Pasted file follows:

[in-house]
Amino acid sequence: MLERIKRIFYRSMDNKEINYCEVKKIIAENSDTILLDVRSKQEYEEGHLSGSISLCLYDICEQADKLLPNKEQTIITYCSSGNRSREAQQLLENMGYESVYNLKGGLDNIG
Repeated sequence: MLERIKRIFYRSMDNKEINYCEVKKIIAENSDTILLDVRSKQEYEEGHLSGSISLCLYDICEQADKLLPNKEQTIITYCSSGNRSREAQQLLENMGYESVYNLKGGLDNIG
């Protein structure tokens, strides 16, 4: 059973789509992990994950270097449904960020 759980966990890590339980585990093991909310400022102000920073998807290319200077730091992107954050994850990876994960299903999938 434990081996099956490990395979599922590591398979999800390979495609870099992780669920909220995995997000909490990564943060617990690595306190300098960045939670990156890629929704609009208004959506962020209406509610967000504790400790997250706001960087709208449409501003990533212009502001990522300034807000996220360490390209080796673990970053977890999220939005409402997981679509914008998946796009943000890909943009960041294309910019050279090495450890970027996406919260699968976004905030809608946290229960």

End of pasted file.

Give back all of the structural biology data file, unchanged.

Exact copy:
[in-house]
Amino acid sequence: MLERIKRIFYRSMDNKEINYCEVKKIIAENSDTILLDVRSKQEYEEGHLSGSISLCLYDICEQADKLLPNKEQTIITYCSSGNRSREAQQLLENMGYESVYNLKGGLDNIG
Repeated sequence: MLERIKRIFYRSMDNKEINYCEVKKIIAENSDTILLDVRSKQEYEEGHLSGSISLCLYDICEQADKLLPNKEQTIITYCSSGNRSREAQQLLENMGYESVYNLKGGLDNIG
């Protein structure tokens, strides 16, 4: 059973789509992990994950270097449904960020 759980966990890590339980585990093991909310400022102000920073998807290319200077730091992107954050994850990876994960299903999938 434990081996099956490990395979599922590591398979999800390979495609870099992780669920909220995995997000909490990564943060617990690595306190300098960045939670990156890629929704609009208004959506962020209406509610967000504790400790997250706001960087709208449409501003990533212009502001990522300034807000996220360490390209080796673990970053977890999220939005409402997981679509914008998946796009943000890909943009960041294309910019050279090495450890970027996406919260699968976004905030809608946290229960």